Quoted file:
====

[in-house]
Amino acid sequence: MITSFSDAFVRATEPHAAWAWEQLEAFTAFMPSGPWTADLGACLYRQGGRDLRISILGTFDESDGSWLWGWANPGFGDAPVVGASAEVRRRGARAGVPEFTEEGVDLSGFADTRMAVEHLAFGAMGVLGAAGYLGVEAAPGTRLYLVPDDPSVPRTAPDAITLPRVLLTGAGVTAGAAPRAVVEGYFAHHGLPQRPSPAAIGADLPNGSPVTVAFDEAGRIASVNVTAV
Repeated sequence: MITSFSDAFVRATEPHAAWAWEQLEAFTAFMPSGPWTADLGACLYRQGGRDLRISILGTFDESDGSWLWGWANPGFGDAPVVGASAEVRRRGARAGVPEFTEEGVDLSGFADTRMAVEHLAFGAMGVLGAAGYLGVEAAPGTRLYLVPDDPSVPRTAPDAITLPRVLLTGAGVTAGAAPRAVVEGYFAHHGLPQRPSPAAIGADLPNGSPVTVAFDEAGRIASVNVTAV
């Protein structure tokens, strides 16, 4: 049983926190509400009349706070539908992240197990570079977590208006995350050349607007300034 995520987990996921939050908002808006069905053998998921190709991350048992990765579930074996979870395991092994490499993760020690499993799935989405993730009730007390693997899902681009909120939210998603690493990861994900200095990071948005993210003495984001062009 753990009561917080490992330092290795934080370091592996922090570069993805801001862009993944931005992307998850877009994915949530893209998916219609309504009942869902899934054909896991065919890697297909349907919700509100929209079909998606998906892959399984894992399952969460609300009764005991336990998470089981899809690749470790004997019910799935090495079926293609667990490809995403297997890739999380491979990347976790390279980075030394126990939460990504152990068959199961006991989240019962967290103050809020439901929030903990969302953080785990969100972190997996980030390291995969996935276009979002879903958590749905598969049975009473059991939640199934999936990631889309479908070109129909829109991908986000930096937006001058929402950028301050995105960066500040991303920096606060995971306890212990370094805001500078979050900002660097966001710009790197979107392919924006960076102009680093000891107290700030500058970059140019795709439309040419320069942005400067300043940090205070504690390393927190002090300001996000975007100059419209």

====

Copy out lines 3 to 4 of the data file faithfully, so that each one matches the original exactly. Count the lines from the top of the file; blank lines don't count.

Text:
Repeated sequence: MITSFSDAFVRATEPHAAWAWEQLEAFTAFMPSGPWTADLGACLYRQGGRDLRISILGTFDESDGSWLWGWANPGFGDAPVVGASAEVRRRGARAGVPEFTEEGVDLSGFADTRMAVEHLAFGAMGVLGAAGYLGVEAAPGTRLYLVPDDPSVPRTAPDAITLPRVLLTGAGVTAGAAPRAVVEGYFAHHGLPQRPSPAAIGADLPNGSPVTVAFDEAGRIASVNVTAV
């Protein structure tokens, strides 16, 4: 049983926190509400009349706070539908992240197990570079977590208006995350050349607007300034 995520987990996921939050908002808006069905053998998921190709991350048992990765579930074996979870395991092994490499993760020690499993799935989405993730009730007390693997899902681009909120939210998603690493990861994900200095990071948005993210003495984001062009 753990009561917080490992330092290795934080370091592996922090570069993805801001862009993944931005992307998850877009994915949530893209998916219609309504009942869902899934054909896991065919890697297909349907919700509100929209079909998606998906892959399984894992399952969460609300009764005991336990998470089981899809690749470790004997019910799935090495079926293609667990490809995403297997890739999380491979990347976790390279980075030394126990939460990504152990068959199961006991989240019962967290103050809020439901929030903990969302953080785990969100972190997996980030390291995969996935276009979002879903958590749905598969049975009473059991939640199934999936990631889309479908070109129909829109991908986000930096937006001058929402950028301050995105960066500040991303920096606060995971306890212990370094805001500078979050900002660097966001710009790197979107392919924006960076102009680093000891107290700030500058970059140019795709439309040419320069942005400067300043940090205070504690390393927190002090300001996000975007100059419209």